Tuesday, March 24, 2009

'Construction has really carried our state's economy for many years'

From the Oregonian:

EUGENE -- The story isn't dramatic when one home builder after another goes idle. It doesn't make the front page or the top of the newscast like the momentous, 1,000- and 2,000-employee layoffs at Hynix last fall or Monaco Coach this winter.

But the effects on a local economy from the attrition of home builders are arguably larger, said Elliot Eisenberg, the Washington, D.C.-based senior economist with the National Association of Home Builders.

At peak construction pace in recent years, Lane County home builders finished about 1,500 houses per year and that sustained as many as 6,000 jobs while it lasted -- more than the University of Oregon and more than PeaceHealth employ, Eisenberg said.

"When you build 1,500 homes, you are the largest employer in town, bigger than health care," he recently told a gathering sponsored by the Home Builders Association of Lane County.

Now the annual house production has plunged to about 400, and the loss of employment locally has been devastating, he said. "It's a two-thirds decline. You're losing tons of jobs."

New construction, he said, creates income and jobs for Oregonians and additional revenue for local governments, Eisenberg said. But he doesn't go so far as to recommend building houses to prime the economic pump.

But Eisenberg does suggest that local governments back off on the fees, taxes and systems development charges they levy on builders. This would lower house prices, stimulating demand and construction, he said.

Lane County saw 199 fewer homes built in 2008 than in 2007. Eisenberg's model predicts a job loss the first year of 796, a $38 million drop of income circulating in the community and $5.6 million in taxes and fees for local governments.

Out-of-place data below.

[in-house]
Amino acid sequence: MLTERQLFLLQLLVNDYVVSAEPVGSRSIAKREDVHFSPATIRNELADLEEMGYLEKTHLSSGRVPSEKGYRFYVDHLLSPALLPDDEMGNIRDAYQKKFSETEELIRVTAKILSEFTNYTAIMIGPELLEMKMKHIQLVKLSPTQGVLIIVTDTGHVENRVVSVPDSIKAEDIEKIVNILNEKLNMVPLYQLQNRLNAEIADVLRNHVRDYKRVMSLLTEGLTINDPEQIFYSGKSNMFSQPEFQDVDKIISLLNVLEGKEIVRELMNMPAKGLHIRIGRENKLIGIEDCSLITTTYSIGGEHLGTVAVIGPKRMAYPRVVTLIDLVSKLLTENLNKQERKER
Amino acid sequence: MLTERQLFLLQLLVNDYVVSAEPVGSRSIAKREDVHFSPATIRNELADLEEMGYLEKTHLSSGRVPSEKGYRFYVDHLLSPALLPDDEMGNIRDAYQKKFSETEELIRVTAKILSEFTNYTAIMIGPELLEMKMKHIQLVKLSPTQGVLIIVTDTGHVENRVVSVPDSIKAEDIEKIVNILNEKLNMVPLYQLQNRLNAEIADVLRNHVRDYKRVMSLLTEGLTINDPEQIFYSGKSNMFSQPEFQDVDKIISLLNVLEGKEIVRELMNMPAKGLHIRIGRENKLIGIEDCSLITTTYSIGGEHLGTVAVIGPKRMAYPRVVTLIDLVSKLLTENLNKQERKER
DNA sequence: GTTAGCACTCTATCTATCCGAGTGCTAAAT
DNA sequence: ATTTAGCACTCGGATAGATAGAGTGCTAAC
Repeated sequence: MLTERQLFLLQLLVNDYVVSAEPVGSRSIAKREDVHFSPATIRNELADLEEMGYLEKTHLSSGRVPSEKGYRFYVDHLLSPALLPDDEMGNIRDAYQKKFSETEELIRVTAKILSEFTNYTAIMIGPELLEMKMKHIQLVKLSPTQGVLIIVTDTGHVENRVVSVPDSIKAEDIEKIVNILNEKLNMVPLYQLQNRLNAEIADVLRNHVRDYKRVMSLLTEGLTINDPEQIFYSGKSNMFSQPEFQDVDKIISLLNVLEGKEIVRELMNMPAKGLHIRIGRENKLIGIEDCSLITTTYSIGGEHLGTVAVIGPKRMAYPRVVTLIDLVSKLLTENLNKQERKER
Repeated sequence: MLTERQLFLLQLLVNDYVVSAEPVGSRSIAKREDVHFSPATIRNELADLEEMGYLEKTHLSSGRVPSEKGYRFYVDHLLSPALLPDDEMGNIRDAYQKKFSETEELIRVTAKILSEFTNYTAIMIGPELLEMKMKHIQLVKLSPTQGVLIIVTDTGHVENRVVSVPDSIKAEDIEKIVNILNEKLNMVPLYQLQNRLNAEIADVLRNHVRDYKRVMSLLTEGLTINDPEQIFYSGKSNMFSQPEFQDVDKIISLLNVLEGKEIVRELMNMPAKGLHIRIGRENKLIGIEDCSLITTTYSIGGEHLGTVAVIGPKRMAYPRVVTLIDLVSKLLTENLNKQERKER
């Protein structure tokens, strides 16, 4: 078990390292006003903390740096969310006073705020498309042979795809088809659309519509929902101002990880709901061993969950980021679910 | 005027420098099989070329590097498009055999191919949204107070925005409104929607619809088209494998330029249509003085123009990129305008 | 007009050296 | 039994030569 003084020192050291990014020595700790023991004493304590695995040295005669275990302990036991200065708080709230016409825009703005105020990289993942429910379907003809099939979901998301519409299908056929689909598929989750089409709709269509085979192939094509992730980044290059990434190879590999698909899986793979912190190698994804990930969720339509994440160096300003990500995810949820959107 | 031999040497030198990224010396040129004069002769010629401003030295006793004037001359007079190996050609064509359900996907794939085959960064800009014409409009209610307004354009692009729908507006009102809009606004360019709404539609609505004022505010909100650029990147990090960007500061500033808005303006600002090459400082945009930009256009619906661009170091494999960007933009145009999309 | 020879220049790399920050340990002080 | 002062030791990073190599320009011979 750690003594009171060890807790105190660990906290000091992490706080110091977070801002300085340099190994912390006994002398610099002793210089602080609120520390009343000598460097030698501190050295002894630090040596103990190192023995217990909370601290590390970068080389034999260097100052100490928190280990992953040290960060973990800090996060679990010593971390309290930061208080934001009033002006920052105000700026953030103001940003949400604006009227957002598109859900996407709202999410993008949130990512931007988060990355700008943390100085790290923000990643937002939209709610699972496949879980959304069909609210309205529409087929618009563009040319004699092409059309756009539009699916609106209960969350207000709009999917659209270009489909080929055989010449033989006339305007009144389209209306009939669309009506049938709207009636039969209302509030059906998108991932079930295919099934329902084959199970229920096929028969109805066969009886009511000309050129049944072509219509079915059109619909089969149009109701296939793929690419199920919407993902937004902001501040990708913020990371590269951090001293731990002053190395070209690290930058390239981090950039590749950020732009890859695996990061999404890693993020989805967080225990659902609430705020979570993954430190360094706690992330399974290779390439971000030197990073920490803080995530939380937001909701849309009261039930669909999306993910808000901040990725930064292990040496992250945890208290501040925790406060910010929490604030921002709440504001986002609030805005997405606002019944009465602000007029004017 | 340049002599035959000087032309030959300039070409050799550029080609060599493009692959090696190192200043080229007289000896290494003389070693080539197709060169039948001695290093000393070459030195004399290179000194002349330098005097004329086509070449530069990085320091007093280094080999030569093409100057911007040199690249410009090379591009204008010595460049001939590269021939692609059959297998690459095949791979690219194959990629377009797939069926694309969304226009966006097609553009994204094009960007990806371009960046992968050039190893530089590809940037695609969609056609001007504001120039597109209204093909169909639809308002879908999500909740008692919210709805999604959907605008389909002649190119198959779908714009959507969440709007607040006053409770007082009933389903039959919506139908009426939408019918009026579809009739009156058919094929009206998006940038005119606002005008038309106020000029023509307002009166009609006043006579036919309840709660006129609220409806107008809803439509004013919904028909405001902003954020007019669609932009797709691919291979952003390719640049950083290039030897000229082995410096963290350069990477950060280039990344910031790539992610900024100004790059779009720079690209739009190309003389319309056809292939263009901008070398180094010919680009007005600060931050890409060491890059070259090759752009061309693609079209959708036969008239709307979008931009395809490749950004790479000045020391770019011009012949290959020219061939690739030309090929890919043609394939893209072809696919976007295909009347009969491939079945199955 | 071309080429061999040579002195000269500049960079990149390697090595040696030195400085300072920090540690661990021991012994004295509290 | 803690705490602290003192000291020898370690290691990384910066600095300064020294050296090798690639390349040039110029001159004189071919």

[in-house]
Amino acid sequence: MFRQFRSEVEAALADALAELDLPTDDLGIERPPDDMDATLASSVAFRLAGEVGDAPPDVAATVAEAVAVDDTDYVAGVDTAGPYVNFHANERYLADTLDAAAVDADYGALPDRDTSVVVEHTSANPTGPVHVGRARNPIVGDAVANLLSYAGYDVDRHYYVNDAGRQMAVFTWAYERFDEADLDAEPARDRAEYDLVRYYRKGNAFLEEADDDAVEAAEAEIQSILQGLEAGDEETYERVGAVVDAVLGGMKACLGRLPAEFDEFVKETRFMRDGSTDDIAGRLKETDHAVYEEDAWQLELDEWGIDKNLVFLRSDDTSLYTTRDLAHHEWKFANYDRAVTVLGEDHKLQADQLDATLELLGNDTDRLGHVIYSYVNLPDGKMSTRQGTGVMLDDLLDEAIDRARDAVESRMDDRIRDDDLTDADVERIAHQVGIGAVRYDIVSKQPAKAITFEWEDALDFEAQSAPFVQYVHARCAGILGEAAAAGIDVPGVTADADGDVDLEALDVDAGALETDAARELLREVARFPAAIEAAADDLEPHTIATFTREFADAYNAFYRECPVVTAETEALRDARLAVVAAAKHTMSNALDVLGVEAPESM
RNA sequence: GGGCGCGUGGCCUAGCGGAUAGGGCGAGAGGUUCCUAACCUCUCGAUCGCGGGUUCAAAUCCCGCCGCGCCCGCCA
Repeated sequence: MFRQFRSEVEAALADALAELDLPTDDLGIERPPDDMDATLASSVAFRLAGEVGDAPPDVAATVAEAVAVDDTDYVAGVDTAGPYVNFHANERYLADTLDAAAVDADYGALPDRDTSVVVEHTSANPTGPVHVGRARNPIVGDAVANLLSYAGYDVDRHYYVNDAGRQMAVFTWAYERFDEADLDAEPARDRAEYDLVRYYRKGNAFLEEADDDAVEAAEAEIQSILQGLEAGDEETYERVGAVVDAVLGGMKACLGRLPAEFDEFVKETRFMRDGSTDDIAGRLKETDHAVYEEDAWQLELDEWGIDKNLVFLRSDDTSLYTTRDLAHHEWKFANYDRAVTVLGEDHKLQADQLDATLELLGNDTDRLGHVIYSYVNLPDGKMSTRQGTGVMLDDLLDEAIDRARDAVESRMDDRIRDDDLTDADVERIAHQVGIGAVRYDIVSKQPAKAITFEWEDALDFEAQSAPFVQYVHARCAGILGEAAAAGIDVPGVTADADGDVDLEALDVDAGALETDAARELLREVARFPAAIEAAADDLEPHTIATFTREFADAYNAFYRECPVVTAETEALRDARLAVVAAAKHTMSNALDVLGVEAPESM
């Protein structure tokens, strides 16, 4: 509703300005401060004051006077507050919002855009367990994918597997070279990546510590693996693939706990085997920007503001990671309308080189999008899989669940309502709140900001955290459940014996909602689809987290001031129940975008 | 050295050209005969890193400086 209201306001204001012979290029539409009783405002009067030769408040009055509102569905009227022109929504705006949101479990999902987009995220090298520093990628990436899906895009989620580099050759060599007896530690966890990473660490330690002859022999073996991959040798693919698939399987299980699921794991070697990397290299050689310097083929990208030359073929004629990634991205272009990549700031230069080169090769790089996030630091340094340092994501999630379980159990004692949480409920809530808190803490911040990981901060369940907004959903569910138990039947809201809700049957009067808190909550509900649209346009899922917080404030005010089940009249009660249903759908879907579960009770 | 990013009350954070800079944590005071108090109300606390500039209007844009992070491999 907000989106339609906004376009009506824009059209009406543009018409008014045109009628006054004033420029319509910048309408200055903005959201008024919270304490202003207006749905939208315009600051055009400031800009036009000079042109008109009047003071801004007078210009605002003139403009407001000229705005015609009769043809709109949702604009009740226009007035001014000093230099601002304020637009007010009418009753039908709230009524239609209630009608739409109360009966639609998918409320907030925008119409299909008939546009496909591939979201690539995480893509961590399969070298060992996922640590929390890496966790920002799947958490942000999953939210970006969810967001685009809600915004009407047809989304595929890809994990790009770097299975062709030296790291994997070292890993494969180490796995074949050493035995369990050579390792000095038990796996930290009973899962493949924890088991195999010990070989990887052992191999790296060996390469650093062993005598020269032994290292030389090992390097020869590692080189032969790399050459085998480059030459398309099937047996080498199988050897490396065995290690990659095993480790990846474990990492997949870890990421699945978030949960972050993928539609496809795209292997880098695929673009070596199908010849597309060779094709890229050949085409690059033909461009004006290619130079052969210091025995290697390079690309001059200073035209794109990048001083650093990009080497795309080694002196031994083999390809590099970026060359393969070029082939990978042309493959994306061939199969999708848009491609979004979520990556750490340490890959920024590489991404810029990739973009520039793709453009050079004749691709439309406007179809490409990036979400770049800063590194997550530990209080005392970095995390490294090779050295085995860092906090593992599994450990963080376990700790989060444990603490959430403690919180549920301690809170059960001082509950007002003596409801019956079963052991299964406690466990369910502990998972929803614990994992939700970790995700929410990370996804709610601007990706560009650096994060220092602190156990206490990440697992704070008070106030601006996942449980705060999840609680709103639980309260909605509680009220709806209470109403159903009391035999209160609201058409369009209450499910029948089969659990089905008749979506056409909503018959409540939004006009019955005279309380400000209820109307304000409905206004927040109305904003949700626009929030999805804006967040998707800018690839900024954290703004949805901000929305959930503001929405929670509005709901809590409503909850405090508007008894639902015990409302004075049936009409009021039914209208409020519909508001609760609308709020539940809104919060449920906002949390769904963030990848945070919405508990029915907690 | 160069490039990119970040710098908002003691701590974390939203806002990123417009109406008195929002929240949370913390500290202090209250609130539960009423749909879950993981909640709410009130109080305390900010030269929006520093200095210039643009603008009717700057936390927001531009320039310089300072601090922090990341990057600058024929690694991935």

A snapshot of February housing starts shows a continuing decline in home building. Lane County builders applied for 13 single family home permits from local governments in February, compared with 49 in February 2008, a 73 percent decline.

"Construction -- both residential and commercial -- has really carried our state's economy for many years. When we collapsed, the state's economy collapsed," said John Chandler, executive director of the Oregon Home Builders Association.

As bad as it is in Lane County, Eisenberg said, it's much worse in other parts of the country where home builders far overshot the market during the housing boom and demand is sharply down.

"You're about average. You really are dead average," Eisenberg said, "What's going to happen to you guys is you're going to be buffeted by the national trends. If the banking sector gets unwound and starts lending again, things will get better. If the banking system stays clogged up, the arteries are very tight and you will suffer along like everyone else."

17 homes is much less than the long-run average so this will help to reduce the glut of inventory.


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